Life amended: Update after week one of preemptive Coronavirus quarantine

It’s Saturday morning. A time when my blog entries normally focus on my birds flying around my room, cuddling kittens and sipping coffee in bed trying to forget the stress of the week.

The vernal equinox came and went and I didn’t even acknowledge it.

My normal two-week schedule at the office is 75 hours as a salaried development officer in a human services non-profit. I worked 86 and am trying not to add more hours this weekend.

Our CEO made the decision to close our buildings completely for the next week, assuming our facilities have been exposed to the Covid-19 virus. So we will be working from home.

I love working from home, so that’s not an issue for me.

And in general, the pandemic brings me a sense of calm. The empathetic side of me relishes the slow down of the world. It brings me peace.

The only real worry I have right now is my right foot. I thought I had a splinter. My daughter, whose eyesight is way better than mine, assured me no. But it still hurts, and I think it’s been almost 2 weeks. And the ball of my foot is painful and swollen.

I started soaking it in Epsom salts and in my impatience this morning, I clumsily lanced it and am soaking it again. I still believe something is in there and will cause an infection if I’m not prudent.

Bandage and betadine next.

Fog

Of course I have helpers.

Misty

But they have gone on to do their own thing…

Hard to believe these guys were feral.

The first Pennsylvania death from the Coronavirus happened in the hospital where my daughter and her father were born. Cases are now here in our county. And all of the neighboring counties.

I urge you all to remember that every time you come in contact with anyone, you are also being exposed to everyone they have been near.

I know I am healthy. I know I am not in a high risk group. But I don’t want to carry this illness to anyone I care about. I don’t want to be the reason someone else dies.

I don’t want to see the economy and our quality of life degrade to the level of some dystopian fantasy novel.

That will happen soon enough because of overpopulation and global warming.

Overpopulation and Global Warming.

Let that sink in.

So, I downloaded the list of life sustaining businesses allowed to be open at this time. Beer distributors and Wawa made the cut.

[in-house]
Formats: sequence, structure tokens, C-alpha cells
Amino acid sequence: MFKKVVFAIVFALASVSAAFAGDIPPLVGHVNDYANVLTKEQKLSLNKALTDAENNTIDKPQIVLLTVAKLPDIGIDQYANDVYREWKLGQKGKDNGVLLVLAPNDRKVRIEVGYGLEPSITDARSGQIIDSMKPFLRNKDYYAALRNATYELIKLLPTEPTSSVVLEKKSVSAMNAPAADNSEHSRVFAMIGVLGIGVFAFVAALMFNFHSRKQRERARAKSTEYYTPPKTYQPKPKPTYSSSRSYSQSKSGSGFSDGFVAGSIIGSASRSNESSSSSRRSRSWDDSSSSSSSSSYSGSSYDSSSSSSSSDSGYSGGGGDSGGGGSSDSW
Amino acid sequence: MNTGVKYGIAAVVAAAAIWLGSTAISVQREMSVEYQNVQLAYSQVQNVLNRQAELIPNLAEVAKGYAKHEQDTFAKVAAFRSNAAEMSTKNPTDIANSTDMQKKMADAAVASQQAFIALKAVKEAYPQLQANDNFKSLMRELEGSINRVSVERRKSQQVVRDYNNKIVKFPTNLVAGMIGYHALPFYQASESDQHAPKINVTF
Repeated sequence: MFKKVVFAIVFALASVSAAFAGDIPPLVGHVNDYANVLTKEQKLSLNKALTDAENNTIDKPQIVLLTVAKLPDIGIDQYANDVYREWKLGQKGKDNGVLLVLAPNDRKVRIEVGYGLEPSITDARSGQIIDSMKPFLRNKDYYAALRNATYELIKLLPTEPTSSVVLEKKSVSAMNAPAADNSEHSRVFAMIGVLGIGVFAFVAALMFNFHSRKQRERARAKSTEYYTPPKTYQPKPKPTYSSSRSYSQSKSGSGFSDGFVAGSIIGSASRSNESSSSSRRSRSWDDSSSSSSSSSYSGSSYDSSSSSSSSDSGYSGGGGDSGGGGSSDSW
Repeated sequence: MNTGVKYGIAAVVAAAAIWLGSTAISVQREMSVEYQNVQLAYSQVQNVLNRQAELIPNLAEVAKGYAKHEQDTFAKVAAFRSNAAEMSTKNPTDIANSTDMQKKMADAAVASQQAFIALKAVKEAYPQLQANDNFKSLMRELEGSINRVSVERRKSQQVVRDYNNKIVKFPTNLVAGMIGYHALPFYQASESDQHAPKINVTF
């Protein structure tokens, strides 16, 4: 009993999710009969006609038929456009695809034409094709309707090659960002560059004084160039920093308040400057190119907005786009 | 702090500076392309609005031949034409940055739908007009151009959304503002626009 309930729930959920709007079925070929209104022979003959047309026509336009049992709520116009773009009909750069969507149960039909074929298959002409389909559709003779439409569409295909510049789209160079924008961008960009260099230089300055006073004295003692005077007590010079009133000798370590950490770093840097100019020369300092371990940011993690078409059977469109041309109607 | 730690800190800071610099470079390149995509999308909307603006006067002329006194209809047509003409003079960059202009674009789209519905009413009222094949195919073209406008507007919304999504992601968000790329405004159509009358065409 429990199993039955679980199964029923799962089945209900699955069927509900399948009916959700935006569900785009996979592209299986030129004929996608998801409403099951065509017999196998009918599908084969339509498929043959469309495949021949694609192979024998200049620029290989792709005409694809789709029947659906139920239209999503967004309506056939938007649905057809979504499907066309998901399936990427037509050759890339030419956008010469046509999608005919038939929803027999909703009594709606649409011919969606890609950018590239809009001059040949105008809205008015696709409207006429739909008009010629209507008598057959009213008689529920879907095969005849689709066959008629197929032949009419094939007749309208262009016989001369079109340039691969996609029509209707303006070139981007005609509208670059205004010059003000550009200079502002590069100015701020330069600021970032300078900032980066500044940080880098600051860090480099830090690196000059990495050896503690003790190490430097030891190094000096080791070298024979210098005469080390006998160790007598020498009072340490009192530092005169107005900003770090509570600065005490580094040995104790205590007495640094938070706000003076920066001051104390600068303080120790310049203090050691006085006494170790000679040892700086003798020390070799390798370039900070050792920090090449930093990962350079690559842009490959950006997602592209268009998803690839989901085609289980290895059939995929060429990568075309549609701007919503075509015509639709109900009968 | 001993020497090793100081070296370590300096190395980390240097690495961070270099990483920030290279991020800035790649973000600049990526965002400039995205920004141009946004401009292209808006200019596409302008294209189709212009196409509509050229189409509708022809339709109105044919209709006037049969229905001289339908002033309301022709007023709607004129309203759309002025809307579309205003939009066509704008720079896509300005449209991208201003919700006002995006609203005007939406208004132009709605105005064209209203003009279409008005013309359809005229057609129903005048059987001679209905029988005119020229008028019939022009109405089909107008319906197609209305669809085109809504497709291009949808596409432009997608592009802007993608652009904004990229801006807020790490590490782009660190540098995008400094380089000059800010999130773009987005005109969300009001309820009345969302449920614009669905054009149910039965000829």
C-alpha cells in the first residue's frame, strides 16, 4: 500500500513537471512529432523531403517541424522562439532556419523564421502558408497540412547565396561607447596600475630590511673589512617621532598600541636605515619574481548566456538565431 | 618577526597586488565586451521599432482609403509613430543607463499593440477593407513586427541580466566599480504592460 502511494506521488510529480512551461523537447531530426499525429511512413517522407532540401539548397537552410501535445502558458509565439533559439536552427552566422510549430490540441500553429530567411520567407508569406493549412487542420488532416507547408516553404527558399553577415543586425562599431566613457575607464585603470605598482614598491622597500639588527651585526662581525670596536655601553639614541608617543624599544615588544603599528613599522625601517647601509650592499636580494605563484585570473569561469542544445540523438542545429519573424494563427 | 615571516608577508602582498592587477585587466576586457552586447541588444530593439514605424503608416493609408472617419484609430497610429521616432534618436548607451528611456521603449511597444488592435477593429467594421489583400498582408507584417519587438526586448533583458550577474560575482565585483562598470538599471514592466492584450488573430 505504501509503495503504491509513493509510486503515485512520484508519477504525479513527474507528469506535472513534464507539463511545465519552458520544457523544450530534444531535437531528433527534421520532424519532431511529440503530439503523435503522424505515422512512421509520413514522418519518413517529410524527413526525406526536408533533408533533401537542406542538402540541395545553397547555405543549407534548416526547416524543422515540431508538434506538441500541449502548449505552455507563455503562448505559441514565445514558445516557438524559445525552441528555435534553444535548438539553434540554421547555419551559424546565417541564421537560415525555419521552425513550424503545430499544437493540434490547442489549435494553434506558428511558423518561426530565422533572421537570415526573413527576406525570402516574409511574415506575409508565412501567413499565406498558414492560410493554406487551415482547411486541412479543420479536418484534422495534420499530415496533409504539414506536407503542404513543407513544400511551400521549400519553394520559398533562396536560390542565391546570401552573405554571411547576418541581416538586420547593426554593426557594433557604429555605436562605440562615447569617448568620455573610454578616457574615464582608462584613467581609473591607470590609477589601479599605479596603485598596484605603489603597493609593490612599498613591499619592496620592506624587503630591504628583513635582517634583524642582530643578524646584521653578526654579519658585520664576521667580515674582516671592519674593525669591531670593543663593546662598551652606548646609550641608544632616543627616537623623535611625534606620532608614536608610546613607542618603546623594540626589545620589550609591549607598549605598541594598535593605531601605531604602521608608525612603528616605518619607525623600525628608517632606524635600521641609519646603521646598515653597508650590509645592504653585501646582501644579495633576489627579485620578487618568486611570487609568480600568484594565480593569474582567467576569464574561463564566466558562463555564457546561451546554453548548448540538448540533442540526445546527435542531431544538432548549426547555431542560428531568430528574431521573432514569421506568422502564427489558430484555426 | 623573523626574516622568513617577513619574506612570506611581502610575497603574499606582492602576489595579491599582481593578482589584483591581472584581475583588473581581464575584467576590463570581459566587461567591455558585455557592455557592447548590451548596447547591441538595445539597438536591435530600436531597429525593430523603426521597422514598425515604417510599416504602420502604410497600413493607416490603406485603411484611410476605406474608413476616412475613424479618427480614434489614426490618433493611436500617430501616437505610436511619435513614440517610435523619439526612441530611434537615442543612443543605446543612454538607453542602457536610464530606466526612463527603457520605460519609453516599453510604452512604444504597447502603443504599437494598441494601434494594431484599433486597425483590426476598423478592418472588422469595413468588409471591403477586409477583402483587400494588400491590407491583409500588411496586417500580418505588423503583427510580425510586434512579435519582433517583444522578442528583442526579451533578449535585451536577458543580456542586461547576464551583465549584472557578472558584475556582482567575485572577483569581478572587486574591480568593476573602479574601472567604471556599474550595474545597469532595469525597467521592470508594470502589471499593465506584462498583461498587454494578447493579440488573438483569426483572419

Target made the cut. (They have groceries, health items and CVS pharmacies.) But I hear from my former Target colleagues that families are treating it like an outing and bringing the whole gang. People are shopping for bikinis.

We’re in for a long road.

Hear me, bikini people?

Your First World Privilege Is Ending

Today was my first day of working from home due to the Coronavirus pandemic.

The Dining Room/Grant Command Central

I haven’t worked from home since my daughter turned 18 months old.

It felt liberating. Roll out of bed, have a cup of coffee, toast a bagel, and head to the dining room table to fire up the borrowed laptop.

In my pajamas.

This whole COVID-19 illness has had a profound impact on communities and on families. The economy and job security are threatened. We will all survive— but as someone working in non-profits, I see this crisis from multiple angles.

But when I first saw empty shelves in grocery stores I thought, “Wow, this is like shopping in Africa.”

You see, in my travels in Africa, shopping is a different experience than here. Shops usually only have one version of any item. And they might not have any of some items. And they are small.

People in less developed countries have less choice than we do. They have less resources. They have less opportunities. They have less corporate businesses. They have unpredictable utilities.

This virus has proven a great equalizer— because suddenly ordinary Americans no longer have access to all the stuff and businesses that they traditionally frequent.

No longer do you have 15 varieties of toilet paper to chose from.

No longer can you just find when you want at the exact moment you want it.

Let this remind you that this is what some people in the world face everyday either due to living in the wrong country or due to poverty.

Privilege is redefined now.

Be humble.

Nala learns new tricks

This is a brief entry about my four-year-old Goffin’s cockatoo with an attitude, Nala. She adores me, but tends to be a tad, um, bitchy with anyone else.